Zu spüren ist jederzeit die vitale Freude des Wagner- und Strauss-Dirigenten Thielemann an der Inszenierung eines glutvollen symphonischen Heldenepos', am detailgetreu, stets transparent ausgespielten Kampfesgetümmel des Helden, auch am raffinierten Orchesterrubato der lang gezogenen lyrischen Abschnitte. Ein kraftvoll diesseitiges, gleichwohl poetisch nuanciertes Musizieren von souveräner Geschlossenheit.
On admire la transparence de la polyphonie, la maîtrise de l'architecture d'ensemble (la fin du troisième épisode repose exclusivement sur la pure magie des sonorités) comme l'intériorité sincère du ton -- de manière nettement plus diffuse que dans la "Symphonie alpestre" parue, le son conserve sa densité presque wagnérienne.
Comment parvenir au grandiose sans tomber dans le grandiloquent ? Christian Thielemann y arrive avec maestria : il y avait longtemps que les musiciens viennois n'avaient retrouvé, au disque, la sonorité capiteuse qui sied à ce répertoire. Subtil et puissant, minutieux et visionnaire, il construit son interprétation sans se laisser piéger par le prosaisme du sujet, et dépoussière une oeuvre où l'on entend déjà Alban Berg . . . d'une beauté tout aussi sidérante.
Ein Heldenleben - this large-scale symphonic ego trip by a brilliant German musician courting self-glorification - cannot be just a dazzling misunderstanding. After all, this lovable monster has always gone down well with audiences and always been a favourite with virtuoso performers, in spite of the fact that for more than a century it has had to live with the reproach that, aesthetically speaking, it is a botched and sorry effort. Yet this is a reproach that the work has splendidly refuted.
"Ein Heldenleben, Berlin-Charlottenburg, 27 December 1898", the composer noted down after the final bar line at the end of the score. Strauss, who had only recently moved to the German capital, had already made a name for himself as a musician and was being hailed as Wagner's legitimate heir, even though his career as an opera composer had barely begun. Expectations ran commensurately high. Recently appointed Kapellmeister to the Royal Court Opera in Berlin, he watched the 19th century draw to a close and at least on an instinctive level must have had mixed feelings about the turn of the century. When we listen to Ein Heldenleben today, we think of the Gründerzeit (the years after 1870 when the new Reich grew prosperous as a result of industrialization), the fin de siècle and the mania for historical monuments associated with Wilhelminian Germany. Yet these labels merely scratch the surface of Strauss's tone poem, describing, at best, its admittedly grandiose exterior. It bears the unmistakable imprint of its time in a positively ostentatious manner, and because the age was Wilhelminian, certain elements of this have found their way into the work. Yet they affect only the outward appearance of a piece that was written for the most part in Munich, a city intellectually remote from the Kaiser's court. Strauss, after all, was an archetypal, life-affirming Bavarian who never learnt the ways of the Berliners any more than he was later to be assimilated into the Viennese way of life.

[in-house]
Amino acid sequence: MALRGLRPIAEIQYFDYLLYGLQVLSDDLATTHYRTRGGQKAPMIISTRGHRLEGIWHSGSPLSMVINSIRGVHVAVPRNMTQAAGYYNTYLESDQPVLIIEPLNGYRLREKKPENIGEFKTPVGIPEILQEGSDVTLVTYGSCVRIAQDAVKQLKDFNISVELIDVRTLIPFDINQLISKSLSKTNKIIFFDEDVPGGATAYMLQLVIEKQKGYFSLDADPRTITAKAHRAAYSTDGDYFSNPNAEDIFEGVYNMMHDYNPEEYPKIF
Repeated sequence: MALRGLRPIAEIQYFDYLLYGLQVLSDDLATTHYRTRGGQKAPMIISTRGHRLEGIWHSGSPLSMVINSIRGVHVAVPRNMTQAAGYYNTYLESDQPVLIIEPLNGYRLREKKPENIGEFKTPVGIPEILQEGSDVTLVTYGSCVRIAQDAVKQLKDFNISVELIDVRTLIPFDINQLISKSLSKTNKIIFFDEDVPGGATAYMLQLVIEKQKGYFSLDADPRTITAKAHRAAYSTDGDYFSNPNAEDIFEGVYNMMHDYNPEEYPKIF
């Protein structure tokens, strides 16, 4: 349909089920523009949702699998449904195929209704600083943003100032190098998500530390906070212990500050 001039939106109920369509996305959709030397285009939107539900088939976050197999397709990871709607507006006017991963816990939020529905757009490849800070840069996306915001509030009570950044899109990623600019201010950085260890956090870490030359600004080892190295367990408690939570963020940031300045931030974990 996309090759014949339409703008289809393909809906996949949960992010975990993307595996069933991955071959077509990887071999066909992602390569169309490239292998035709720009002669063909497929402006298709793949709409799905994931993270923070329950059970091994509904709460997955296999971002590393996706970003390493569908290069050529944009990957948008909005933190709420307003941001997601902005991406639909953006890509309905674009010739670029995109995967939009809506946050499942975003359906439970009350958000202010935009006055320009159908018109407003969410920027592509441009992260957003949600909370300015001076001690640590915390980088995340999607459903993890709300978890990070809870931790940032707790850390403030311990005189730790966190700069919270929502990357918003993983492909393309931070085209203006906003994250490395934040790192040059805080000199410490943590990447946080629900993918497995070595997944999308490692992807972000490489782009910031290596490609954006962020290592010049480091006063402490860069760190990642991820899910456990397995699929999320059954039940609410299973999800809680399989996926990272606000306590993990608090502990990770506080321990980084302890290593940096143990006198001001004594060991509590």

"That such an impetuous and triumphal display of his own personality was possible at all was due, of course, to the intellectual background of his age, the aesthetic outlook of which proclaimed extreme individualism", Strauss's friend and biographer, the Viennese critic Heinrich Kralik, conceded in 1963. If Ein Heldenleben now seems so typical of its time, this is not least because Strauss followed the lead of countless self-assured statesmen, artists and scientists who used their own lives as a pretext for important self-portraits. He must have been hugely attracted by the idea of conjuring up a musical portrait of a composer 70 years after Berlioz's Symphonie fantastique and of doing so, moreover, with seemingly effortless skill, with the petty-bourgeois private aspect of the piece coming off by no means a poor second. Thus, we find Strauss noting down in his diary in mid-April 1897: "12 o'clock, for the first time saw my little boy and my dear wife, who has now been restored to me. Symphonic poem Hero and World beginning to take shape. Franz Alexander flourishing, likewise his dear mama."
The piece begins in the "Eroica" key of E flat major and is one of the most powerful openings that Strauss ever wrote: he introduces his "hero" with a sweeping, energy-packed gesture - the words "heroic strength" appear alongside this distinctive theme in one of Strauss's sketchbooks. For his private "Eroica", Strauss was not, of course, content to use traditional, Classical and Romantic sonorities but decided to deploy his largest orchestra to date, including quadruple woodwind, eight horns, five trumpets and heavy brass, to say nothing of an off-stage orchestra. Strauss's close contemporary, Gustav Mahler, who achieved completely different results with equally massive means, was most emphatically not Strauss's model here.